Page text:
1. Maintain grain at the safe storage moisture content recommended for the prevailing climatic conditions at your geographic location. Safe storage moisture content is determined by the temperature that keeps the relative humidity of the air within the stored grain mass below 70% whether the aeration fan is on or off. Seventy percent relative humidity is the generally accepted limit that keeps molds from sporulating and causing the onset of grain spoilage. Safe storage moisture content can be conveniently determined with the help of the Grain Aeration & Storage smart phone app that we introduced in this column in the November 2020 issue.
  2. Mitigate insect presence by keeping grain as cool as feasible for the prevailing climatic conditions at your geographic location. If grain cannot be cooled or maintained below the minimum threshold temperature for insect reproduction and development of 15°C to 17°C (59°C to 63°F), grain should be utilized before self-heating is observed, moved (or turned) as soon as self-heating occurs, or fumigated to ideally kill all life stages of infesting insects.
  3. Monitor stored grain using carbon dioxide (CO2) sensors that are ideally permanently installed in the headspace (and plenum) of the storage structure or are hand-held to regularly check exhaust air streams from the storage structure. Concentrations below 600 ppm are a generally accepted limit indicating that molds are not sporulating and causing the onset of grain spoilage. Concentrations of 600 to 1,500 ppm indicate on-set of mold growth, insect presence, or moisture infiltration. Concentrations of 1,500 to 4,000 ppm and beyond clearly indicate severe mold infection and/or insect infestation.


According to the recommended initial response plan outlined in the Nationwide Mutual Insurance white paper, once it has been determined that a fire is about to start or is already in progress, it is critical to take immediate steps to prevent the fire from igniting or containing the fire from spreading.

Once on fire, stored grain burns slow but extremely hot. The following steps are the ones most recommended in the industry. These can and should be completed by grain elevator personnel immediately after notifying emergency response services.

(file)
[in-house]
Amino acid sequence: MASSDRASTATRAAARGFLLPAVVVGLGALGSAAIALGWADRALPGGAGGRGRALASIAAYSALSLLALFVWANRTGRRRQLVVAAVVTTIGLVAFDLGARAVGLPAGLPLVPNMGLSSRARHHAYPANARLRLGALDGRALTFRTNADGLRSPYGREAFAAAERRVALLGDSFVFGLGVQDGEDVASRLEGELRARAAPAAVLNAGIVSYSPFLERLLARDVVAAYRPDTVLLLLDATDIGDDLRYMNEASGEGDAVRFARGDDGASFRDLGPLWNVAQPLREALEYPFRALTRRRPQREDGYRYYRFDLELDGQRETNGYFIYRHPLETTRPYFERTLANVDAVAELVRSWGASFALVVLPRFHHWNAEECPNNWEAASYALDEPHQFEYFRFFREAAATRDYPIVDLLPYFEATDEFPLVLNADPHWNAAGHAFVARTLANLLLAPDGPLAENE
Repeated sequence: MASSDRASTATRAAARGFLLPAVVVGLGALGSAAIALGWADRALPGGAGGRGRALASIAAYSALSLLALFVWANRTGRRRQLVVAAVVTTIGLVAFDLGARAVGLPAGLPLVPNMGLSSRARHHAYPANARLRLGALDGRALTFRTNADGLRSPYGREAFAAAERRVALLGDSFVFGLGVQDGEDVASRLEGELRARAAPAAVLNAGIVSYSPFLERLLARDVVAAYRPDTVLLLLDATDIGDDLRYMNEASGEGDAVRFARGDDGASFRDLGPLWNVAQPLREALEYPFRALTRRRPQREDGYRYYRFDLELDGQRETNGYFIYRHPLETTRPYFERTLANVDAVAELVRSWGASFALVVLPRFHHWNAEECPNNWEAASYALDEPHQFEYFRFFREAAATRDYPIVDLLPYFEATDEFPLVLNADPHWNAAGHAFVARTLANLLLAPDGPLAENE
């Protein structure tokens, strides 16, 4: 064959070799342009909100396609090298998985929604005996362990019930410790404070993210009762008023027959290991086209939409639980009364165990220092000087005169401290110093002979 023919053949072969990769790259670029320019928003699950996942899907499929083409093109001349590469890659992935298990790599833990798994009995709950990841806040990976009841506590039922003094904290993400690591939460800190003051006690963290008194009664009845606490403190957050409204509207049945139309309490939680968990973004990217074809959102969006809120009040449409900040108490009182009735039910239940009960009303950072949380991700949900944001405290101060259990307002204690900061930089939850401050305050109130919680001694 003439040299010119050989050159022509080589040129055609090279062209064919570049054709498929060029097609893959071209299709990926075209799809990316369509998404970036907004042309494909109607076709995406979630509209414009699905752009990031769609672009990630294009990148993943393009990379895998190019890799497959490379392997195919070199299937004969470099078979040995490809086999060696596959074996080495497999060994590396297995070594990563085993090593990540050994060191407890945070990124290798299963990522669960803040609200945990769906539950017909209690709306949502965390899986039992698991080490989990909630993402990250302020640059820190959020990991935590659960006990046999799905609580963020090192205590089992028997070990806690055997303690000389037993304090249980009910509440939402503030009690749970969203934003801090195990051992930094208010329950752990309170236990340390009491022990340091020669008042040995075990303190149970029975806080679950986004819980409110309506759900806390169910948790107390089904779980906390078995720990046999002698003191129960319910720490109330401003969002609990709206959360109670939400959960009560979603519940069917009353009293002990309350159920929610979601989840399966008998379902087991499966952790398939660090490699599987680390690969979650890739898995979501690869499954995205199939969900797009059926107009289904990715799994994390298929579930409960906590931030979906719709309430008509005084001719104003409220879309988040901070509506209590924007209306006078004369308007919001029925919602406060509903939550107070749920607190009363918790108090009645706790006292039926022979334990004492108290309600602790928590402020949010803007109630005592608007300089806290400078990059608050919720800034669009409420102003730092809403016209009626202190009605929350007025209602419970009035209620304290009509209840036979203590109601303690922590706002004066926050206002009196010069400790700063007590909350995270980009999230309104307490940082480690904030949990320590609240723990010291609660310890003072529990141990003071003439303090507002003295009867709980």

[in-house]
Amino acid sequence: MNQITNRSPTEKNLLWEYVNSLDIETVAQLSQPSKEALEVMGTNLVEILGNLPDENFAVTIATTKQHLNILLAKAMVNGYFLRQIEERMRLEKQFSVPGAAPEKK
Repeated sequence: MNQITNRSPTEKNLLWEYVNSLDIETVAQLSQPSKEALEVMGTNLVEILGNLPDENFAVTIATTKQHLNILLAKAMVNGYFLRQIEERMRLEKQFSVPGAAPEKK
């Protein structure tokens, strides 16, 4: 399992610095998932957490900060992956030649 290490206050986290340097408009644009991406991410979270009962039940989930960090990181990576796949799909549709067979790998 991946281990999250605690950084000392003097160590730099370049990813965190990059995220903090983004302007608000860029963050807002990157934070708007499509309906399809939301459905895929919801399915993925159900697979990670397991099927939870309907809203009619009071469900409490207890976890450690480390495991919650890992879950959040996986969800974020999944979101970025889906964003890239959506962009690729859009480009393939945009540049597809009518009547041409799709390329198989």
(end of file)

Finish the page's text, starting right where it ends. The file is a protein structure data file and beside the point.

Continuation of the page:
1. Turn off power to the structure.
  2. Attempt to cover all aeration fans or ducts to shut off supply of air to the fire.
  3. Do not seal the roof vents in the top of the storage structure as that will cause pressure to build.
  4. Avoid putting water on a grain storage structure fire.
  5. Be mindful of continuing issues with dust explosions as well as steam explosion when spraying water on heating, smoldering or burning grain.
  6. Be safe and call a salvage expert – if for no other reason than to provide additional situation analysis and advice in support of local emergency response services that often are not trained in responding to stored grain fires.

Key to preserving quality of stored grain is understanding that mold (or fungal) spores are activated more so by the relative humidity of air surrounding grain kernels than temperature. A relative humidity above 65% to 70% is the general activation threshold.

This implies that moisture contents in equilibrium with a relative humidity of 65% to 70% at any temperature determines whether fungi will grow or grain will continue to store safely.

Monitoring stored grain with sensing technologies and monitoring systems that can track temperature, moisture content, and carbon dioxide is critical to early detect and mitigate the onset of spoilage and self-heating. Most storage problems are caused by moisture infiltration and insect penetration into the storage structure, which cause biological respiration from germs, fungi, and insects to increase.

Eventually the biochemical respiration process gives way to the thermochemical pyrolysis process, and when disturbed and/or aerated, oxygen can ignite and inflame the charcoaling grain mass.

Do not underestimate the challenges and dangers associated with containing a stored grain fire.

Dirk E. Maier is a post-harvest engineer with the Iowa Grain Quality Initiative at Iowa State University. He may be reached at